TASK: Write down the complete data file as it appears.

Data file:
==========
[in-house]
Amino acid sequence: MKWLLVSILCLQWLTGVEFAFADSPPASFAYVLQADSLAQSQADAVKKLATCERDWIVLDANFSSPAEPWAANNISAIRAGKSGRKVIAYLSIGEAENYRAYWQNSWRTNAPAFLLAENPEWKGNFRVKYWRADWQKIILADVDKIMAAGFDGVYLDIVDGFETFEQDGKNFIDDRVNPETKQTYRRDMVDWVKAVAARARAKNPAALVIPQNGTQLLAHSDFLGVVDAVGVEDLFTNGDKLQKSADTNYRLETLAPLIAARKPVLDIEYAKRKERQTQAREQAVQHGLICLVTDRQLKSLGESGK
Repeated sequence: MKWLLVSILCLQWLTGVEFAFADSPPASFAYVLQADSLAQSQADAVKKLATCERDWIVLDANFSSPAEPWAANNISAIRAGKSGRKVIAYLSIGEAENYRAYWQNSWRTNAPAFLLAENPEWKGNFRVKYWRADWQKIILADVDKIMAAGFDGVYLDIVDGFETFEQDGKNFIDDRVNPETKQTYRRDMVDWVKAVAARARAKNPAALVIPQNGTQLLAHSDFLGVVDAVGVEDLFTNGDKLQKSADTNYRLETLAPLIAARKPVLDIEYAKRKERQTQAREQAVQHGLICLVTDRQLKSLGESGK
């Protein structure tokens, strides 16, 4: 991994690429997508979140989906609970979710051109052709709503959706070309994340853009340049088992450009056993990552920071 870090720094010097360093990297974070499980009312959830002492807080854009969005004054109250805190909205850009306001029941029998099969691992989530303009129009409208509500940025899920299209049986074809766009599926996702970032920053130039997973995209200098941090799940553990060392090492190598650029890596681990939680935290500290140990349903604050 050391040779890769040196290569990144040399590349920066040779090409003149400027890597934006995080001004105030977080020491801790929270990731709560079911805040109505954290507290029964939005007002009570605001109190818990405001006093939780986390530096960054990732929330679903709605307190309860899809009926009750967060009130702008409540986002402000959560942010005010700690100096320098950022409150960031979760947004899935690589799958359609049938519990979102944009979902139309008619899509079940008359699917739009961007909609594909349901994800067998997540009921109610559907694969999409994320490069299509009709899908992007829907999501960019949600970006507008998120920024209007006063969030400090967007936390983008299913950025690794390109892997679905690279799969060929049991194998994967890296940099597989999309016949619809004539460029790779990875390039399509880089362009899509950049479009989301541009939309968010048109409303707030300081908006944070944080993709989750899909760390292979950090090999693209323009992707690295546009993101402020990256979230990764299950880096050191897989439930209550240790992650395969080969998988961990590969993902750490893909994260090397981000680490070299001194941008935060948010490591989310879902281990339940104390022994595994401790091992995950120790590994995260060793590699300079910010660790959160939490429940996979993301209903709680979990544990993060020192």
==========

[in-house]
Amino acid sequence: MKWLLVSILCLQWLTGVEFAFADSPPASFAYVLQADSLAQSQADAVKKLATCERDWIVLDANFSSPAEPWAANNISAIRAGKSGRKVIAYLSIGEAENYRAYWQNSWRTNAPAFLLAENPEWKGNFRVKYWRADWQKIILADVDKIMAAGFDGVYLDIVDGFETFEQDGKNFIDDRVNPETKQTYRRDMVDWVKAVAARARAKNPAALVIPQNGTQLLAHSDFLGVVDAVGVEDLFTNGDKLQKSADTNYRLETLAPLIAARKPVLDIEYAKRKERQTQAREQAVQHGLICLVTDRQLKSLGESGK
Repeated sequence: MKWLLVSILCLQWLTGVEFAFADSPPASFAYVLQADSLAQSQADAVKKLATCERDWIVLDANFSSPAEPWAANNISAIRAGKSGRKVIAYLSIGEAENYRAYWQNSWRTNAPAFLLAENPEWKGNFRVKYWRADWQKIILADVDKIMAAGFDGVYLDIVDGFETFEQDGKNFIDDRVNPETKQTYRRDMVDWVKAVAARARAKNPAALVIPQNGTQLLAHSDFLGVVDAVGVEDLFTNGDKLQKSADTNYRLETLAPLIAARKPVLDIEYAKRKERQTQAREQAVQHGLICLVTDRQLKSLGESGK
């Protein structure tokens, strides 16, 4: 991994690429997508979140989906609970979710051109052709709503959706070309994340853009340049088992450009056993990552920071 870090720094010097360093990297974070499980009312959830002492807080854009969005004054109250805190909205850009306001029941029998099969691992989530303009129009409208509500940025899920299209049986074809766009599926996702970032920053130039997973995209200098941090799940553990060392090492190598650029890596681990939680935290500290140990349903604050 050391040779890769040196290569990144040399590349920066040779090409003149400027890597934006995080001004105030977080020491801790929270990731709560079911805040109505954290507290029964939005007002009570605001109190818990405001006093939780986390530096960054990732929330679903709605307190309860899809009926009750967060009130702008409540986002402000959560942010005010700690100096320098950022409150960031979760947004899935690589799958359609049938519990979102944009979902139309008619899509079940008359699917739009961007909609594909349901994800067998997540009921109610559907694969999409994320490069299509009709899908992007829907999501960019949600970006507008998120920024209007006063969030400090967007936390983008299913950025690794390109892997679905690279799969060929049991194998994967890296940099597989999309016949619809004539460029790779990875390039399509880089362009899509950049479009989301541009939309968010048109409303707030300081908006944070944080993709989750899909760390292979950090090999693209323009992707690295546009993101402020990256979230990764299950880096050191897989439930209550240790992650395969080969998988961990590969993902750490893909994260090397981000680490070299001194941008935060948010490591989310879902281990339940104390022994595994401790091992995950120790590994995260060793590699300079910010660790959160939490429940996979993301209903709680979990544990993060020192």